All of them, except the tulips, are incorporated into her bouquets, creating a diverse array of shapes and colors. Wentzell, who still sells her paintings at Hannah Grimes Marketplace in downtown Keene, said putting together the flower arrangements — her favorite part of the job — is a similarly creative process.

And the flower business continues to grow: This year, Wentzell and Brehme added an air-conditioned storage shed in the backyard, which she said eases some of the pressure to sell her bouquets immediately.

“That was a game-changer for me because that will preserve the flowers so I can harvest them and then I can hold them in there for up to a week or so,” she said.

Even the materials Wentzell doesn’t grow herself, namely for the evergreen arrangements, are sourced locally: pinecones from a provider in Troy, balsam from a nearby Christmas tree farm and metal pails — authentic sap buckets — found on Facebook marketplace and in thrift stores.

Wentzell put together the wintry displays Thursday while wearing waterproof boots, having earlier that day trekked into a marshy area off Route 12 with her son, Zeb, 19, to forage for winterberries.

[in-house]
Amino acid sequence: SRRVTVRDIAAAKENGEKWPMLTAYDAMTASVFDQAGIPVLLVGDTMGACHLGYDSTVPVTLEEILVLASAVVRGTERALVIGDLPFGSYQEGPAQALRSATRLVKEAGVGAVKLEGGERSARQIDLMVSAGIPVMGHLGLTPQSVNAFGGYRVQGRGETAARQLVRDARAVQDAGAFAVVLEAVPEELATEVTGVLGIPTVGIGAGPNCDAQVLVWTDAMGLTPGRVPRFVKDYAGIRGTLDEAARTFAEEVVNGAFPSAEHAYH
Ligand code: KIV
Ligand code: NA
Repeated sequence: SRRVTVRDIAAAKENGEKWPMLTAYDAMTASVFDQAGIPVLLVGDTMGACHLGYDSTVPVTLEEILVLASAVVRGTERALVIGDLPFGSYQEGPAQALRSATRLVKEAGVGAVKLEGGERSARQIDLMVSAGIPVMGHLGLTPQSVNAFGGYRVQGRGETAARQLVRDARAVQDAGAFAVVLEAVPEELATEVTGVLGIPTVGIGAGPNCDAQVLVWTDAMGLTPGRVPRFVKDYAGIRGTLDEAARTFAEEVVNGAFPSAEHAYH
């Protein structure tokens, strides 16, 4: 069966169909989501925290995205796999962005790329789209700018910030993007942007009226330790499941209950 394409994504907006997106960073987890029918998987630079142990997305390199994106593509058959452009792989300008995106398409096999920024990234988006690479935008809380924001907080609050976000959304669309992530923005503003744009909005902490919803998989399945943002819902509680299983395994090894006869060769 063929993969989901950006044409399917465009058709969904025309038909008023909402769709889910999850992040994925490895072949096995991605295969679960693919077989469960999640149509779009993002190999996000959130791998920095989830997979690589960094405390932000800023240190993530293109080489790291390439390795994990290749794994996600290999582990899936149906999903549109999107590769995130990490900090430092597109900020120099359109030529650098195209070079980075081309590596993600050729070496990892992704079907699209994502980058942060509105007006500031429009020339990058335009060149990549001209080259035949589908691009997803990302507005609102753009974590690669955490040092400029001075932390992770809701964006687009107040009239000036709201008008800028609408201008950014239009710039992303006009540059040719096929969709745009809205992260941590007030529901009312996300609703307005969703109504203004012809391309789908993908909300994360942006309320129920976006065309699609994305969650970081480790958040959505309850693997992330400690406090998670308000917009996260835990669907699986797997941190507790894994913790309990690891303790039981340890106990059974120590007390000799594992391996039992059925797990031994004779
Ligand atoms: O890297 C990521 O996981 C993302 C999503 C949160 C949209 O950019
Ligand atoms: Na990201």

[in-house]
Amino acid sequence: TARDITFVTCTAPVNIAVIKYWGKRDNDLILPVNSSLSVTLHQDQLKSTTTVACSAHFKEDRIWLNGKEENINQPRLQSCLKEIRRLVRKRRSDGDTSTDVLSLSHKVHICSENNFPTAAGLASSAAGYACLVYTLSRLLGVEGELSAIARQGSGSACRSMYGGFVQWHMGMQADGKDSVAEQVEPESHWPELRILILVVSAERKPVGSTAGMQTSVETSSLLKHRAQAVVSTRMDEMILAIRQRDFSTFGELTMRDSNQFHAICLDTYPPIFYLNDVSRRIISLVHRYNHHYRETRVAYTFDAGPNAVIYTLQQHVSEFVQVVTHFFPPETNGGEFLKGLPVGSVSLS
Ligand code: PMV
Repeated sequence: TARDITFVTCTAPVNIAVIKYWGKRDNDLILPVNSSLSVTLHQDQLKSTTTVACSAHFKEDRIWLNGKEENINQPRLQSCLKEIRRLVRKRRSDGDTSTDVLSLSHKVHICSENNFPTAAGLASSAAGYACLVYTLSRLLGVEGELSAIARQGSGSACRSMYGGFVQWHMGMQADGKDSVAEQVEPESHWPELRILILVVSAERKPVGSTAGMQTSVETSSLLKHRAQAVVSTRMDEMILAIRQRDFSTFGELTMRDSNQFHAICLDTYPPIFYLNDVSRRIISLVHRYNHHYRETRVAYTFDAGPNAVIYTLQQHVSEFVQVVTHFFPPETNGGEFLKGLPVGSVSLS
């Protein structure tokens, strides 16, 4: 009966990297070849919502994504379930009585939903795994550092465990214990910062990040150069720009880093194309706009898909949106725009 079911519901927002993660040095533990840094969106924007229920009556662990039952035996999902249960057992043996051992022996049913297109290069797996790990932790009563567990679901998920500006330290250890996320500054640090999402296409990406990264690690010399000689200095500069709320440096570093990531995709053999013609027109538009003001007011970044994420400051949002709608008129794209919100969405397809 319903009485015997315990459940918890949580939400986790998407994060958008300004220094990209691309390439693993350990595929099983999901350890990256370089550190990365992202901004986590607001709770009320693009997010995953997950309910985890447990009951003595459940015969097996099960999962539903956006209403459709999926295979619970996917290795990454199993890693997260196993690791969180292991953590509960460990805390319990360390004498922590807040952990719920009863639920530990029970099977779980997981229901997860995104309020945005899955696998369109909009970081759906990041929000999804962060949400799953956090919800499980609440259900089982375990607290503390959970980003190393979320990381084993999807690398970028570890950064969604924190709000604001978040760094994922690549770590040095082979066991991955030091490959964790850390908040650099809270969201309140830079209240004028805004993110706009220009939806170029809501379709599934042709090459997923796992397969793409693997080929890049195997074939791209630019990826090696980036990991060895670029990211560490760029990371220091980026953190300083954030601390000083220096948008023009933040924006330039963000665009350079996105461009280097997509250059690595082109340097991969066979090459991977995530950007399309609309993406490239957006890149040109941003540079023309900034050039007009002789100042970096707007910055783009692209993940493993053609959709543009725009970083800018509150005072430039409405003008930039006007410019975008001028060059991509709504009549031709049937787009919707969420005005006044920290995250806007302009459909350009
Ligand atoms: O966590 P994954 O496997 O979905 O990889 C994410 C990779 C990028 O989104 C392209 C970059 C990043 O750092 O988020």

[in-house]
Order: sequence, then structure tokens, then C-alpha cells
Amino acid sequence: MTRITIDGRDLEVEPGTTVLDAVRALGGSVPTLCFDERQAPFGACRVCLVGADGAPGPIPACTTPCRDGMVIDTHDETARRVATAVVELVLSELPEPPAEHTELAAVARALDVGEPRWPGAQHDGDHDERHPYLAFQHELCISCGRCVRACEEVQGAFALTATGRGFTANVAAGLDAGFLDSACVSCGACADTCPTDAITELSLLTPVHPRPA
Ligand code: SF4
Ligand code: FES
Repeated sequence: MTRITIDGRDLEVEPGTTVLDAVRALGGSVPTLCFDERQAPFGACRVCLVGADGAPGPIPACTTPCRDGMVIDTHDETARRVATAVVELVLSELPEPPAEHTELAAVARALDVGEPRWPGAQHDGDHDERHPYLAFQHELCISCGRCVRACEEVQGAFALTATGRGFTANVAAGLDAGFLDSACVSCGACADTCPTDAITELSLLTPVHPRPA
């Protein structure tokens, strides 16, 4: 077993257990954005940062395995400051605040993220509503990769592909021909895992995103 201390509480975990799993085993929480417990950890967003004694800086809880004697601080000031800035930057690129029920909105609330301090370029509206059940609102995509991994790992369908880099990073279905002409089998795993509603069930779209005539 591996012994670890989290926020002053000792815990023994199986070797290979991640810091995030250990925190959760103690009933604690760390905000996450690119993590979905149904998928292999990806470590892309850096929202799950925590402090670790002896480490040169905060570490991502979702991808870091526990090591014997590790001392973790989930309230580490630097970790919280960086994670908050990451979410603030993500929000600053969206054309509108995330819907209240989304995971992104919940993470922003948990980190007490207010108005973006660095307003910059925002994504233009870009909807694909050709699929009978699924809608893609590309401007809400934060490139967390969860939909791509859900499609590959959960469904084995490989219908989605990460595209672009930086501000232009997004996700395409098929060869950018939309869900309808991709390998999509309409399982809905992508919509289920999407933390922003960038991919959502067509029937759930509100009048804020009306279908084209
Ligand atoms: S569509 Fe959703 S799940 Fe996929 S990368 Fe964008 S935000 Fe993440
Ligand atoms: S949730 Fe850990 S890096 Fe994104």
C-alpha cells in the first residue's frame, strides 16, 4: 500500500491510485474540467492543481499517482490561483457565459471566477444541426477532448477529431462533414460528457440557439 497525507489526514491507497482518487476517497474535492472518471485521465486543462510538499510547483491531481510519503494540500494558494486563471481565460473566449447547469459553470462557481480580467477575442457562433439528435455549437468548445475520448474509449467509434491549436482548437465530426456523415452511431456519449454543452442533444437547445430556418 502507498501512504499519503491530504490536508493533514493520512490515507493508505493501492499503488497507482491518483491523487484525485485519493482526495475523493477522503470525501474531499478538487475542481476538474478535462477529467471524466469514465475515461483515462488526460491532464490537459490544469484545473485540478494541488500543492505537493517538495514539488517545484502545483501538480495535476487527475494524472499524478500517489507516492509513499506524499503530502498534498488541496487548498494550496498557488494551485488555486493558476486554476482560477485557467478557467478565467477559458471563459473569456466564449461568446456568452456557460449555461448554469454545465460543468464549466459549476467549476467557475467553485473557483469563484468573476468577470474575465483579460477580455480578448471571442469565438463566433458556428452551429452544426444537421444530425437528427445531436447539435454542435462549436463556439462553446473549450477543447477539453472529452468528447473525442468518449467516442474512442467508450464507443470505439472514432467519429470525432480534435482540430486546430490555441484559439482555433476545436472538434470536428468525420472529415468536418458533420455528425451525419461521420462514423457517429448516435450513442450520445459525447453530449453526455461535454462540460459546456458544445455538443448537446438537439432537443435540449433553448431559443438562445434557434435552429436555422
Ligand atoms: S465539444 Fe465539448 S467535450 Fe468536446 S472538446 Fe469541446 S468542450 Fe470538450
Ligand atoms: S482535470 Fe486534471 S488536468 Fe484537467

“Last year there were none to be found at all,” she said of the bright red orbs. “But this year, it’s a banner year.”

Despite occasional help from her family at particularly busy times, Wentzell said Catbird Flower Farm is largely a solo act.

She typically sells the flower bouquets from May through October and then the wreaths and evergreen arrangements until early December. The winter months, Wentzell said, are mostly quiet, though she starts to grow some seeds indoors in February and March.

Next spring promises to be a bumper crop at the Ashuelot Street stand: Wentzell has planted 5,000 tulips in her backyard beds and hopes the 200 or so peonies she planted in 2019 will be fully mature. (Peonies often take at least three years to become a fully blooming plant.)

Wentzell has her sights set even higher, though.

With the backyard garden now “maxed out,” she said that within the next few years, she’d like to buy 2 or 3 acres where she could grow peonies, cut flowers and possibly Christmas trees. Wentzell hasn’t yet found a location for that venture, but said she hopes to stay in the Monadnock Region.

“It’s just a really gratifying business to be in, bringing happiness to people,” she said.